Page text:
Ancient Aliens

Welcome to Saturday and another Saturday Sermon. I know it’s been a while, but I feel it’s better to write when I feel like it rather than force myself to write something on a schedule. This is why I don’t want to make being a writer or podcaster a career move. Anyway, on to the sermon.

This topic seems a little more suitable for my Illuminati Social Club blog or podcast than for a blog related to the Bible and religion, but bear with me. There was a time when I believed that aliens came to earth and gave ancient man the tools and knowledge to build the pyramids, the Sphinx, the Mayan pyramids, and all the other wonders of the ancient world. However, with age comes wisdom, and it was not long before I realized that the ancient aliens mindset can be seen as racist. After all, if modern white people can’t do it with all of their technology, then how could ancient brown people with simple machines?

These days, the idea of building a pyramid seems like a novelty. Back in ancient Egypt people were paid to build the tombs where the Pharaohs would be laid to rest. That’s because the Pharaoh was the earthly embodiment of the gods who would return to the pantheon upon his (or her) death. There have been a great many hints as to how the blocks of sandstone were carved, moved, and placed found all over Egypt. The reason that the pyramid is seen on at least three different continents is because it is the most structurally sound shape that can withstand wind and rain. The Maya may have build several hundred cuboid and cylindrical structures, but they would have been destroyed by centuries of bad weather. The pyramid is the only one that would have survived. There were no aliens necessary.

According to one author, he interpreted the hieroglyphs and confirmed that aliens did in fact come to earth and share their wisdom. He thought that it would be impossible for ancient people to make up the stories of the gods that Egyptologists claim the hieroglyphs to be. Why? Is it impossible for ancient people to have imaginations? Stories of gods and monsters were akin to science fiction today. These ancient stories sought to explain how the world came to be and how natural processes work. That’s why just about every ancient civilization has a story about a great flood washing away the entire world. It didn’t actually happen, it’s a morality tale, much like the story of Atlantis in Plato’s Republic. There was no Atlantis, it was an allegory akin to the World State of Huxley’s Brave New World, or Oceania in Orwell’s Nineteen Eighty-Four.

All of the same can be said of the Bible. It’s not a literal history book, but more of a moral guide for people living back in the days when those stories were told. It’s hardly a moral guide today though some lessons can be gleaned from its pages. As I stated about Exodus (I can’t remember the chapter), there were many times more words about how to properly worship God than about how to treat one another. That’s because back in those days, people were far more superstitious and thought that gods were responsible for natural disasters, growing seasons, and disease. It was far more important to worship correctly than to treat your neighbor with respect.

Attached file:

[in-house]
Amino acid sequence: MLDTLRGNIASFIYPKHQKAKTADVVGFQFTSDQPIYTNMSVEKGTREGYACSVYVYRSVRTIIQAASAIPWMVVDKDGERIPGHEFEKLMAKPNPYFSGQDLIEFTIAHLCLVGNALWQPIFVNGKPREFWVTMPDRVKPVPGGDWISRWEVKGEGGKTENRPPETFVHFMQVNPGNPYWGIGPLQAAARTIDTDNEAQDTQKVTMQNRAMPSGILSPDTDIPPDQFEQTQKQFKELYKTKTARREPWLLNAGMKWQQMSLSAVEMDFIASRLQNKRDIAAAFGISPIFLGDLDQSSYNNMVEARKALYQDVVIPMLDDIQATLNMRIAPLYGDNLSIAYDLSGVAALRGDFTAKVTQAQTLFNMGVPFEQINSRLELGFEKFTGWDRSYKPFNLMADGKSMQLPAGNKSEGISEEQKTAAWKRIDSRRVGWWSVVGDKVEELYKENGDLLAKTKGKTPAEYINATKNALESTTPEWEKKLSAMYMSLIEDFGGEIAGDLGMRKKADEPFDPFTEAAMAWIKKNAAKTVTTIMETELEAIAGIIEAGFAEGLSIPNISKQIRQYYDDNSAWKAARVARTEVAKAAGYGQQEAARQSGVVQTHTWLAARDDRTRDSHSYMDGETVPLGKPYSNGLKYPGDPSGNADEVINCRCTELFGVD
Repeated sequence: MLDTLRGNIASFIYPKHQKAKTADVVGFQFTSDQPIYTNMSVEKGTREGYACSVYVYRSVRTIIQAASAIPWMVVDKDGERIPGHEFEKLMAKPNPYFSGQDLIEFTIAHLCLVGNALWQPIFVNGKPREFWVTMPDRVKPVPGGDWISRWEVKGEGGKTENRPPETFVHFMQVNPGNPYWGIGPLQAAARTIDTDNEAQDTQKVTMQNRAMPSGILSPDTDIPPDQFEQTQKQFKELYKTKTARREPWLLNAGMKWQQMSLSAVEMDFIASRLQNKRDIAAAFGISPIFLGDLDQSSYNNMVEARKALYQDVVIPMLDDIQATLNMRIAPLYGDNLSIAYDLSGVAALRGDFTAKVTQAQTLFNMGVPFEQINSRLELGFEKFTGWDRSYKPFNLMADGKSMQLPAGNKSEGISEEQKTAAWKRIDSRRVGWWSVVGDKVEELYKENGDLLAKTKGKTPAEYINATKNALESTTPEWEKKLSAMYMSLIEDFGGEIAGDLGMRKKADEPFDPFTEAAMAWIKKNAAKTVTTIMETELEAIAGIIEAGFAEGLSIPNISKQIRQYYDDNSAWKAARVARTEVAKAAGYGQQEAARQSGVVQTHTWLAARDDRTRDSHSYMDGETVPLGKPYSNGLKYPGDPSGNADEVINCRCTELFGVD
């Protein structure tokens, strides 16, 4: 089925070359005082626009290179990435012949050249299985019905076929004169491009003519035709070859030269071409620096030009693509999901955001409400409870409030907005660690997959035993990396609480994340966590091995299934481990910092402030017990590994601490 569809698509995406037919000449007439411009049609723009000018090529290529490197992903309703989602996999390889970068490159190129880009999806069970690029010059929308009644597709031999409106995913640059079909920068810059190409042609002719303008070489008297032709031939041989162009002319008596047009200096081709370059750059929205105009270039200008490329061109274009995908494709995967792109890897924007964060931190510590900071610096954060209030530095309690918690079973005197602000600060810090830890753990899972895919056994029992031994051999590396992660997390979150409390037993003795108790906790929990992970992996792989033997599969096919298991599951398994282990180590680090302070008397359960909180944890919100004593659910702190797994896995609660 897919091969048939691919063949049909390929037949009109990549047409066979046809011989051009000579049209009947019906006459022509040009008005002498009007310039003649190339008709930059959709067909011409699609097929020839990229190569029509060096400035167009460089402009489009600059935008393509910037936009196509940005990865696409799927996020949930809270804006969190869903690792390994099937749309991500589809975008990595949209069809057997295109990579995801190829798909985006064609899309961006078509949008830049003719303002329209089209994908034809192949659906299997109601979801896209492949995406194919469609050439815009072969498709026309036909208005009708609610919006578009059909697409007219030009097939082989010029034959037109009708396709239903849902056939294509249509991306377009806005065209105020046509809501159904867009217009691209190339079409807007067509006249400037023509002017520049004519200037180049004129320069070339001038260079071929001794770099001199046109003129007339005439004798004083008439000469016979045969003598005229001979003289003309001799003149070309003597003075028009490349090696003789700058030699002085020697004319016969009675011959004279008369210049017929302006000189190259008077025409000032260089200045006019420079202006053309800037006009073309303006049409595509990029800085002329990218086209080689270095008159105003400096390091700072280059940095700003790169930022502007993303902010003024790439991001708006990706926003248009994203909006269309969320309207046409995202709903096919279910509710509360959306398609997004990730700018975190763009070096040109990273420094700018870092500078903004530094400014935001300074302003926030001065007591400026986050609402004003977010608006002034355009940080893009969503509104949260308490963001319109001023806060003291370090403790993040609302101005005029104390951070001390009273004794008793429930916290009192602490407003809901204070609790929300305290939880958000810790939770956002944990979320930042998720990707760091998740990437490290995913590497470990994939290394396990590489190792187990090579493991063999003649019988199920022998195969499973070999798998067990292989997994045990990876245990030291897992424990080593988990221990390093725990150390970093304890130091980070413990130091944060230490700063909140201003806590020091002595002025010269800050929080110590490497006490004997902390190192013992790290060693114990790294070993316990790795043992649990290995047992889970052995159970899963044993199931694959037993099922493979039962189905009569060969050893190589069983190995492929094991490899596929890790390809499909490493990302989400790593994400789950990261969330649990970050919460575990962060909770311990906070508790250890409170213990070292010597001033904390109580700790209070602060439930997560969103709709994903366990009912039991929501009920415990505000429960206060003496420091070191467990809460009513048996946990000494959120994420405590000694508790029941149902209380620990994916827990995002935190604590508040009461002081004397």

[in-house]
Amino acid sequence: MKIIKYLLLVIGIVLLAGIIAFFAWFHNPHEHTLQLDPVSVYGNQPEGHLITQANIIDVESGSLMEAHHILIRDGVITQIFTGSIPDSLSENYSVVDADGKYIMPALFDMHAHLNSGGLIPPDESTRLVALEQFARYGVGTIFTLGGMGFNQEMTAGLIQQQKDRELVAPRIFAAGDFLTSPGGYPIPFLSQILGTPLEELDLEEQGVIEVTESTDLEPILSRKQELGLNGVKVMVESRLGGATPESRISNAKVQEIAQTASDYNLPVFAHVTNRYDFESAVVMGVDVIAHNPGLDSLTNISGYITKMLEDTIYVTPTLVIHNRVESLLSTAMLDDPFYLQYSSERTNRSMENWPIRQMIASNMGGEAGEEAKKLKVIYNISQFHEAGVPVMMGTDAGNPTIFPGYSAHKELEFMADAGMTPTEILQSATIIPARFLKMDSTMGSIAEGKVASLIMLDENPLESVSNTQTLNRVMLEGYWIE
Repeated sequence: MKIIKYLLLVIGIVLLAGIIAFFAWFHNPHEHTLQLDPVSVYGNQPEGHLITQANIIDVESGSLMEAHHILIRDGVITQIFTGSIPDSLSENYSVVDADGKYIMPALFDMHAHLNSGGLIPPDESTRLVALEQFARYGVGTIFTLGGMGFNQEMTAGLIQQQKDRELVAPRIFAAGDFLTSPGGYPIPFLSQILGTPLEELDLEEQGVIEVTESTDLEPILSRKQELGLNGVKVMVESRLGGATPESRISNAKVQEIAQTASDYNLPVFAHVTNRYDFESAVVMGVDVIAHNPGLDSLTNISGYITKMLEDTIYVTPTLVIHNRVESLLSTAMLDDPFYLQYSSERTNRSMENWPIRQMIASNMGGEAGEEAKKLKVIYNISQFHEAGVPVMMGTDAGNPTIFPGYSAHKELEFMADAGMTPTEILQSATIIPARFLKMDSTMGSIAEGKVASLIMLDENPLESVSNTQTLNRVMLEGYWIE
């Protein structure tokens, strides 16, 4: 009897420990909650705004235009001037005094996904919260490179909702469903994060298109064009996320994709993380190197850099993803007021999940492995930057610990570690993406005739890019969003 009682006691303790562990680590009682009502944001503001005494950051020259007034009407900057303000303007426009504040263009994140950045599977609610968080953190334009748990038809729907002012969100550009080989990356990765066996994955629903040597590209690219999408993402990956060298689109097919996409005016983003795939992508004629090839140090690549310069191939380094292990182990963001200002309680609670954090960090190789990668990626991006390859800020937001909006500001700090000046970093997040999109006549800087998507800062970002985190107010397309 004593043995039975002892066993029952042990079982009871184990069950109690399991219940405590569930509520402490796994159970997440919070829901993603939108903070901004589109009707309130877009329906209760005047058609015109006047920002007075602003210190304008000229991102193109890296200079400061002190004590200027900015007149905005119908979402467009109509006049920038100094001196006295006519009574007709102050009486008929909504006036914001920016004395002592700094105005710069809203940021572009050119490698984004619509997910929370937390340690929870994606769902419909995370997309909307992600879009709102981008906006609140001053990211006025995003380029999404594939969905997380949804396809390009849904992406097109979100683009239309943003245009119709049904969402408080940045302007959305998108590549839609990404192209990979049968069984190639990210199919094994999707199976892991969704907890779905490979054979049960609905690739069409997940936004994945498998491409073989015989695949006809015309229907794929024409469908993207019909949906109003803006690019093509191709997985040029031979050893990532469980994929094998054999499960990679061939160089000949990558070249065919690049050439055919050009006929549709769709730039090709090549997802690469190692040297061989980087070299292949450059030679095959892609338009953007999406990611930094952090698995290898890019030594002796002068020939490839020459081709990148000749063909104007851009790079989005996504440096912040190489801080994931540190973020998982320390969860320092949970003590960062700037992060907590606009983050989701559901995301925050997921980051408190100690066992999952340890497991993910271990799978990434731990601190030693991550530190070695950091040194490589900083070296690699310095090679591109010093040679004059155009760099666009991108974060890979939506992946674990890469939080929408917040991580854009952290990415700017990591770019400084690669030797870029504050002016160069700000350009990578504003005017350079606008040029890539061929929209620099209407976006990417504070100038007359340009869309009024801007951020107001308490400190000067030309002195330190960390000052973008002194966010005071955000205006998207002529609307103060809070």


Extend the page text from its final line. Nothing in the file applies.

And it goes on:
Can we please quit disrespecting the history of ancient civilizations by claiming that they were too weak and/or stupid to do any of what they are credited with? Just because they didn’t come up with the smartphone doesn’t mean they couldn’t build a pyramid or imagine far-off lands of strange creatures and technology.

Book Burni…errr…Banning

Does this image make you uncomfortable?
It should.

It’s been a while since I’ve posted a Saturday Sermon and my regular posts have slowed down a bit. That’s due to my own laziness, I guess. I am also reading an interesting book about the cultural shift that lead to the Satanic Panic of the 1980s. I will be writing or podcasting about that at some point.

As you can tell by the title, I am looking back in history to a time when authoritarian leaders and the ignorant people who followed them want to remove what they saw as controversial ideas from the public square. This is something that doesn’t happen anymore and we should be…what? You mean…? Oh crap.

Scratch that above paragraph, it turns out that some state school boards around the country have decided to remove ban books from their schools’ libraries in hopes of “cancelling” those ideas, apparently. The one that has garnered the most press lately is Maus by Art Spiegelman, the first and only graphic novel to win the Pulitzer Prize for literature. It is the story of the Holocaust as told by the author’s father in comic strip form. The Tennessee school board banned it because of “unnecessary use of profanity and nudity”. Unnecessary profanity about the fucking Holocaust? The most profane event in history? Had I been in that meeting in Tennessee, I would have some very necessary profanity for the school board.